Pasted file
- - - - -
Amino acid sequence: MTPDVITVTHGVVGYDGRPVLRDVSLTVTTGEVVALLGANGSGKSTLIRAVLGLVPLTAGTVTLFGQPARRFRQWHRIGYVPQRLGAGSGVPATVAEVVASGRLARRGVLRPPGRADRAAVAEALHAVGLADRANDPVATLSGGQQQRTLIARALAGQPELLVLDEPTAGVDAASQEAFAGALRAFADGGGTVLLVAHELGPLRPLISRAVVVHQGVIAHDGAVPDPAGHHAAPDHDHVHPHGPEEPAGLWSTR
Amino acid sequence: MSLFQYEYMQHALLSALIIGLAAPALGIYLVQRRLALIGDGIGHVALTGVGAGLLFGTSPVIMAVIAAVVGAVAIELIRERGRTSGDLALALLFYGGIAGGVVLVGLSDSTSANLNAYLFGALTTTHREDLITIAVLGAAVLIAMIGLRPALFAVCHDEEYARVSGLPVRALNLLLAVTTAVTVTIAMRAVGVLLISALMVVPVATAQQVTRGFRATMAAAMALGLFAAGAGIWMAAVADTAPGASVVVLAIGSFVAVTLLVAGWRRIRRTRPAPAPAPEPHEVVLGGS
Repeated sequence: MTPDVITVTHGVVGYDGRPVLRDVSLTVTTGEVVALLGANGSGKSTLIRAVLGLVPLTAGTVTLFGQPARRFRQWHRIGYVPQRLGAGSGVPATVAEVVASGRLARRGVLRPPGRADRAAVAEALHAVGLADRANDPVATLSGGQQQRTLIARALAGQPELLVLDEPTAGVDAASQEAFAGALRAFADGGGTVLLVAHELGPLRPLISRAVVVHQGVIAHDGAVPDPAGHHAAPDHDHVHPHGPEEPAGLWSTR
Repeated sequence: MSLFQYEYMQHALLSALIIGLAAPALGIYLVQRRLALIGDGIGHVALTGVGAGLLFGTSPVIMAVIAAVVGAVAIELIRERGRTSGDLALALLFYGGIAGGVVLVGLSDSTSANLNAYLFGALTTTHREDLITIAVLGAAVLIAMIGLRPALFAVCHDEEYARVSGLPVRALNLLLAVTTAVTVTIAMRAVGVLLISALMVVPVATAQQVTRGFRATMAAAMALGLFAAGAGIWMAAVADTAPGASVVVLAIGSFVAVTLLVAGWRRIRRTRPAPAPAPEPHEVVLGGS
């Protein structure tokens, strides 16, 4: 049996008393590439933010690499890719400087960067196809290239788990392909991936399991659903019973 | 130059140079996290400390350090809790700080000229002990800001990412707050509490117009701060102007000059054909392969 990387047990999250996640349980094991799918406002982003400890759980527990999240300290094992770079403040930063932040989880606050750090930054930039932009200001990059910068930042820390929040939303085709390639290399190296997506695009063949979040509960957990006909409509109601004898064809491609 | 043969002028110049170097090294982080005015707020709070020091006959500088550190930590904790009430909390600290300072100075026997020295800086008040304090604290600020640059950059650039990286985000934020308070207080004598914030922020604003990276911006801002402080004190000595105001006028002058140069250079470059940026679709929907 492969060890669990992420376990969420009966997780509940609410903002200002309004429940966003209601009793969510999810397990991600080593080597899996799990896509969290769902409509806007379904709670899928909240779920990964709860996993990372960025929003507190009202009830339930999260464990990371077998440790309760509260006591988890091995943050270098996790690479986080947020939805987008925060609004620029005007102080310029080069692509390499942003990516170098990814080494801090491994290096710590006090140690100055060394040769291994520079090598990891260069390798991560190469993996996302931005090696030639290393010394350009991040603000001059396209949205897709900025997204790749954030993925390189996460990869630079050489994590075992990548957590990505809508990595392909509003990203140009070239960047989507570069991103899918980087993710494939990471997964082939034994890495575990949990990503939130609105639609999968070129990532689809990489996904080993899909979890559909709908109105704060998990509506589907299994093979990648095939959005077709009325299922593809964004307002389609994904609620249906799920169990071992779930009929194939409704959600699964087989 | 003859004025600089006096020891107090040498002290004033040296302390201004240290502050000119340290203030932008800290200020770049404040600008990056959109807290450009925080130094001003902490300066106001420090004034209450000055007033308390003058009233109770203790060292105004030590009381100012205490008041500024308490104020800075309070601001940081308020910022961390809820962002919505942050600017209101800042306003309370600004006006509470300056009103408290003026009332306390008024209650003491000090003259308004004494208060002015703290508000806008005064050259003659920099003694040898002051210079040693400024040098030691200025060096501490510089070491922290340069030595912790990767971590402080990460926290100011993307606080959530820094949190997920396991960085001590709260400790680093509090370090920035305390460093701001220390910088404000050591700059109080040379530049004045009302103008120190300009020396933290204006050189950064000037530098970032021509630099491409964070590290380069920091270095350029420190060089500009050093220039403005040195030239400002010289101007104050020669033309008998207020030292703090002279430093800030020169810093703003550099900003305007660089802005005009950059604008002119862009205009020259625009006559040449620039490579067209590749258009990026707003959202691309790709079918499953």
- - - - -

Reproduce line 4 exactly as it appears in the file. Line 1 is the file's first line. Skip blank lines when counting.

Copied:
Repeated sequence: MSLFQYEYMQHALLSALIIGLAAPALGIYLVQRRLALIGDGIGHVALTGVGAGLLFGTSPVIMAVIAAVVGAVAIELIRERGRTSGDLALALLFYGGIAGGVVLVGLSDSTSANLNAYLFGALTTTHREDLITIAVLGAAVLIAMIGLRPALFAVCHDEEYARVSGLPVRALNLLLAVTTAVTVTIAMRAVGVLLISALMVVPVATAQQVTRGFRATMAAAMALGLFAAGAGIWMAAVADTAPGASVVVLAIGSFVAVTLLVAGWRRIRRTRPAPAPAPEPHEVVLGGS